A third person has died in Denton County of a flu-related illness, and the death toll is up to 26 in Dallas County, health officials said Friday.
As for Tarrant County, Dr. Russ Jones, chief epidemiologist for Tarrant County Public Health, said he knew of two probable adult flu-related deaths, one in the the first week of December and the second during the first week of January.
The state requires Texas hospitals and other medical facilities to report flu-related pediatric deaths to county health departments, but not adult deaths. However, Dallas and Denton counties’ health departments ask their sources to report adult deaths. Tarrant County does not, so Jones’ tally is unofficial.
The most recent Denton County death was a woman in her 80s with underlying health conditions, according to a news release from the Denton County Health Department.
“High levels of influenza activity continue to be reported in Denton County,” said Juan Rodriguez, Denton County’s chief epidemiologist. “The 2009 H1N1 virus has been the predominant circulating influenza strain. If the H1N1 virus continues to circulate widely, illnesses that disproportionately affect young and middle-aged adults may occur this season.”
John Peter Smith Hospital’s flu patients are staying longer, and more are requiring ventilator support than ever, said hospital spokeswoman Kristen Newcomer.
“So far this year, 10 flu cases have been definitively identified as H1N1 influenza, often called swine flu,” Newcomer said in a news release. “Only one of those patients did not require ventilator support in the intensive-care unit.”
The patient who did not need a ventilator was the only one who had been vaccinated, Newcome said.
The severity of the cases supports what she has heard from North Texas doctors — flu patients seem sicker this season.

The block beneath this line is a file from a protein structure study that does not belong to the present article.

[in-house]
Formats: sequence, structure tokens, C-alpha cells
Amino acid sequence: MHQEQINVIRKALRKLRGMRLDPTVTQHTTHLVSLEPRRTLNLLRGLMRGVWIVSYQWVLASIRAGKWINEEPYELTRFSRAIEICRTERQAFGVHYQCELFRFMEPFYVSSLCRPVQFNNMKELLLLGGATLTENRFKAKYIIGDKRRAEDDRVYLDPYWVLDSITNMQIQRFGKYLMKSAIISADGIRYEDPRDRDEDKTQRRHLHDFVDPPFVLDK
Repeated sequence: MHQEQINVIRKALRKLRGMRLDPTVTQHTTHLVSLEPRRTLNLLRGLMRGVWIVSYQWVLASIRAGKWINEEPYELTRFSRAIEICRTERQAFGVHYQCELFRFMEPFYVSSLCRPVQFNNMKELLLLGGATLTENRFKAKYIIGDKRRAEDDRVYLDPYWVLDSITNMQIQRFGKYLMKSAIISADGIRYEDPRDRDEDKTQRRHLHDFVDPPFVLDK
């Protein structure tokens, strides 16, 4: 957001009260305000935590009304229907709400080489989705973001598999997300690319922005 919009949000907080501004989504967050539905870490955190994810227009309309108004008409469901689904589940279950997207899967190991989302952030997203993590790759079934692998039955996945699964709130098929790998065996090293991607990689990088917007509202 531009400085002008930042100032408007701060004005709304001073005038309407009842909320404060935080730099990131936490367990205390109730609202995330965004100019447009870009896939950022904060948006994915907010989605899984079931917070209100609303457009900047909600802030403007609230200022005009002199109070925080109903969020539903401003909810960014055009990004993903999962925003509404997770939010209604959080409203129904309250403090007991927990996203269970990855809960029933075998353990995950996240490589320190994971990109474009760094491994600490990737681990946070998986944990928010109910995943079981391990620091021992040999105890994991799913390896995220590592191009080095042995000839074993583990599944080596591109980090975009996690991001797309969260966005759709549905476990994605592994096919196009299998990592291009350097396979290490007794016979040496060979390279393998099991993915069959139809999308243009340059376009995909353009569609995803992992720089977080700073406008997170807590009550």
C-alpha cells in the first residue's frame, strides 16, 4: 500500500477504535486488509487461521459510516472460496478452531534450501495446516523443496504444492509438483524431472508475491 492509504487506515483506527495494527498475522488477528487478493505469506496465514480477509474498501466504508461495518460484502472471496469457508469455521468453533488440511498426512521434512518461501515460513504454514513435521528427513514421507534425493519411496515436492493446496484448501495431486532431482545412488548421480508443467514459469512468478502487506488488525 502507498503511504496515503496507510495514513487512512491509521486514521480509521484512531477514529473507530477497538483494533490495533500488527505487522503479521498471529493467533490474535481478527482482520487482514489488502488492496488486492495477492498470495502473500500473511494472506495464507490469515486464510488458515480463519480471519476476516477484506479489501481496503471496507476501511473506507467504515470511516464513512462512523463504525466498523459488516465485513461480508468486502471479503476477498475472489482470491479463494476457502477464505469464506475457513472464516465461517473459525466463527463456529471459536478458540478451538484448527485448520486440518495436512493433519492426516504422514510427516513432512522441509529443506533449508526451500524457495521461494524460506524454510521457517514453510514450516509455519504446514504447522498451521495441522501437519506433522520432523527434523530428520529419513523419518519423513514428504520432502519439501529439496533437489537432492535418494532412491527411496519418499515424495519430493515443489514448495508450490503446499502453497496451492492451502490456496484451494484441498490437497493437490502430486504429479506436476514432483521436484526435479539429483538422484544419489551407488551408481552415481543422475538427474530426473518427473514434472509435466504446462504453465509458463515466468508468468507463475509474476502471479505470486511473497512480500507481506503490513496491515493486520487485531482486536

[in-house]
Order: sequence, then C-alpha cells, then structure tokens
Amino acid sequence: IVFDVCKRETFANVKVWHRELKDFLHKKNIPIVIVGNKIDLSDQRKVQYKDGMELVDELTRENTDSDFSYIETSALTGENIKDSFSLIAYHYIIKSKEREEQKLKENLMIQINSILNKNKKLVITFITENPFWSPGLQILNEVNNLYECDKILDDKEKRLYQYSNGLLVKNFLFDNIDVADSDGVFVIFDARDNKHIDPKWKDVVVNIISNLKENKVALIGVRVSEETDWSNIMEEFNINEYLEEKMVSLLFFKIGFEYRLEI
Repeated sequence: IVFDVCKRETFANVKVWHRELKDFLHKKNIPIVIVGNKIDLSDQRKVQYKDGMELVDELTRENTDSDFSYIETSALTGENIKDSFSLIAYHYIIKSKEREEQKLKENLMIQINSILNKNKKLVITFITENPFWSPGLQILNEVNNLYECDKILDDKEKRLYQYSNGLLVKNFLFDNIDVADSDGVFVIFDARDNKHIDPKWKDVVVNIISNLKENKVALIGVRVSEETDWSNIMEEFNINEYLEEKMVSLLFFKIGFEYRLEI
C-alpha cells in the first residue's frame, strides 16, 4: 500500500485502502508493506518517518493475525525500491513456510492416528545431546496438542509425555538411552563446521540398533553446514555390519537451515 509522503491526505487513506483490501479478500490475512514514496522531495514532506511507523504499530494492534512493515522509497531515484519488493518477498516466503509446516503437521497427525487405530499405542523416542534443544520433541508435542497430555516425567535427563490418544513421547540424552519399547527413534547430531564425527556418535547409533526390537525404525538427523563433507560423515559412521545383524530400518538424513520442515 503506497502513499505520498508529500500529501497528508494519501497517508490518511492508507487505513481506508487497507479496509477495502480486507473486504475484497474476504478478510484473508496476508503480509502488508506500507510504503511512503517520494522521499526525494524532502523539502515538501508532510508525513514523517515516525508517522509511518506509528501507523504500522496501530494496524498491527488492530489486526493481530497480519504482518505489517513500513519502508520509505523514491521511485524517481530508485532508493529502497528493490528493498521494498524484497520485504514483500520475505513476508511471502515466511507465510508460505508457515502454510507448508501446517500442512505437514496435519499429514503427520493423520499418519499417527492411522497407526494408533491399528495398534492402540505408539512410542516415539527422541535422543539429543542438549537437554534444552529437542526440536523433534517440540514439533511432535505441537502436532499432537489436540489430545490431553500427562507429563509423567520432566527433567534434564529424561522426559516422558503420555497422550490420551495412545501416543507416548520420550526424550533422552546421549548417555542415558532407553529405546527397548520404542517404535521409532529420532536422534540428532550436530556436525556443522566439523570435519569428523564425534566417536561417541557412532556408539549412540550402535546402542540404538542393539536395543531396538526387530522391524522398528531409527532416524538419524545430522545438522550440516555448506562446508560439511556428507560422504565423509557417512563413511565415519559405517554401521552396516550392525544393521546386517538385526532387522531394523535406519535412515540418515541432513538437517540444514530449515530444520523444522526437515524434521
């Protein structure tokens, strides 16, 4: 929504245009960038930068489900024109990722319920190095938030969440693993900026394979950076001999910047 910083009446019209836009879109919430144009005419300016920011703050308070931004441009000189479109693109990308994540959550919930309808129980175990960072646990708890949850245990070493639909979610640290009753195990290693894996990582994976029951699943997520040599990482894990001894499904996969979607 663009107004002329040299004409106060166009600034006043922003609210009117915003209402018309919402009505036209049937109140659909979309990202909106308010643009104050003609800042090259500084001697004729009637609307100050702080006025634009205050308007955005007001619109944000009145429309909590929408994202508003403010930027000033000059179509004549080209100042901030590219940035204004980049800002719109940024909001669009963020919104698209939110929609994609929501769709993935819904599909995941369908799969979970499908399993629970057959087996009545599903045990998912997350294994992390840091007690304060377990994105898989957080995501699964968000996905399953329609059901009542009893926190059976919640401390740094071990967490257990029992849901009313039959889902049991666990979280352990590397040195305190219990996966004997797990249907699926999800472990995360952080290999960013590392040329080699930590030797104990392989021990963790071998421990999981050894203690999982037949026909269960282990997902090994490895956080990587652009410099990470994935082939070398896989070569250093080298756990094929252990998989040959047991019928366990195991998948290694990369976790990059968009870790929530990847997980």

“On Friday, 12 people were hospitalized at JPS, including three in the ICU,” Newcomer said. “In the previous 24-hour period, urgent care and the emergency department saw 56 patients with flu symptoms, up from 49 on Wednesday and 29 on Tuesday.”
Jones repeated the often-heard caution that if you haven’t gotten a flu shot, you should get one. And while there’s still plenty of vaccine at Tarrant County clinics, some other outlets may be out when you first ask.
“We have had some spot shortages, and we’ve had to transfer vaccines from one store to another,” said Walgreens spokesman Jim Graham. “But there’s still plenty of vaccine.”
Graham recommended calling ahead to a Walgreens pharmacy or healthcare clinic to confirm vaccine availability.
Those who believe they have the flu should just take it easy at home for a few days, Jones said.
“If your kid gets a sore throat, fever, cough, or you do, you need to stay home and protect others,” Jones said.
“If you go to your doctor and get an antiviral medication [such as Tamiflu], your symptoms will be less severe and shorter.”
Denton County flu shots
County clinics are at 535 S. Loop 288, Suite 1003, in Denton, and 190 N. Valley Pkwy., Suite 203, in Lewisville.
Tarrant County flu shots
Tarrant County public health clinics are: Arlington, 536 W. Randol Mill Road; Bagsby-Williams, 3212 Miller Ave. in Fort Worth; Northwest, 3800 Adam Grubb Road in Lake Worth; Southwest, 6551 Granbury Road in Fort Worth; and Watauga, 6601 Watauga Road, Suite 122.
Avoid the flu
A flu shot takes about two weeks to provide protection. The peak of the season could last into February. Call 817-321-4700 or go to the Give Flu the Boot! web page for more information.
Other prevention tips
Avoid contact with people who are ill.
Keep your hands clean; wash them regularly.
Avoid touching your nose, eyes or mouth.
If you are sick, cover coughs and sneezes.
Source: U.S. Centers for Disease Control and Prevention